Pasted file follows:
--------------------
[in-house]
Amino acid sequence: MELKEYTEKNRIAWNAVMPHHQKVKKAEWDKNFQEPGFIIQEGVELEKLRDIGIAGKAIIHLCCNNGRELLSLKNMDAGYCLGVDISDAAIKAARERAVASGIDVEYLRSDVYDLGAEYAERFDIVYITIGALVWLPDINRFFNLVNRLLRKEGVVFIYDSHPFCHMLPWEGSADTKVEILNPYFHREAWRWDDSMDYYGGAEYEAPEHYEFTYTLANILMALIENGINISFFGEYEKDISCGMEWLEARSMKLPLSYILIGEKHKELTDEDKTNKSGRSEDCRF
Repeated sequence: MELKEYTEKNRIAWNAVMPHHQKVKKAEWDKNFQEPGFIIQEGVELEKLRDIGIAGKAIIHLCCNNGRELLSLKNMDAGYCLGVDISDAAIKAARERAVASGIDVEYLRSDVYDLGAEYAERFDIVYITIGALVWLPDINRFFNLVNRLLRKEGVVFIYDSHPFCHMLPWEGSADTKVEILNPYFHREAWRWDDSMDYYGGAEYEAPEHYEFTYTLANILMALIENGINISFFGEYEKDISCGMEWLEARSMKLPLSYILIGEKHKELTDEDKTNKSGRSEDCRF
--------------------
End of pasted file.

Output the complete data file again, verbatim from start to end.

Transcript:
[in-house]
Amino acid sequence: MELKEYTEKNRIAWNAVMPHHQKVKKAEWDKNFQEPGFIIQEGVELEKLRDIGIAGKAIIHLCCNNGRELLSLKNMDAGYCLGVDISDAAIKAARERAVASGIDVEYLRSDVYDLGAEYAERFDIVYITIGALVWLPDINRFFNLVNRLLRKEGVVFIYDSHPFCHMLPWEGSADTKVEILNPYFHREAWRWDDSMDYYGGAEYEAPEHYEFTYTLANILMALIENGINISFFGEYEKDISCGMEWLEARSMKLPLSYILIGEKHKELTDEDKTNKSGRSEDCRF
Repeated sequence: MELKEYTEKNRIAWNAVMPHHQKVKKAEWDKNFQEPGFIIQEGVELEKLRDIGIAGKAIIHLCCNNGRELLSLKNMDAGYCLGVDISDAAIKAARERAVASGIDVEYLRSDVYDLGAEYAERFDIVYITIGALVWLPDINRFFNLVNRLLRKEGVVFIYDSHPFCHMLPWEGSADTKVEILNPYFHREAWRWDDSMDYYGGAEYEAPEHYEFTYTLANILMALIENGINISFFGEYEKDISCGMEWLEARSMKLPLSYILIGEKHKELTDEDKTNKSGRSEDCRF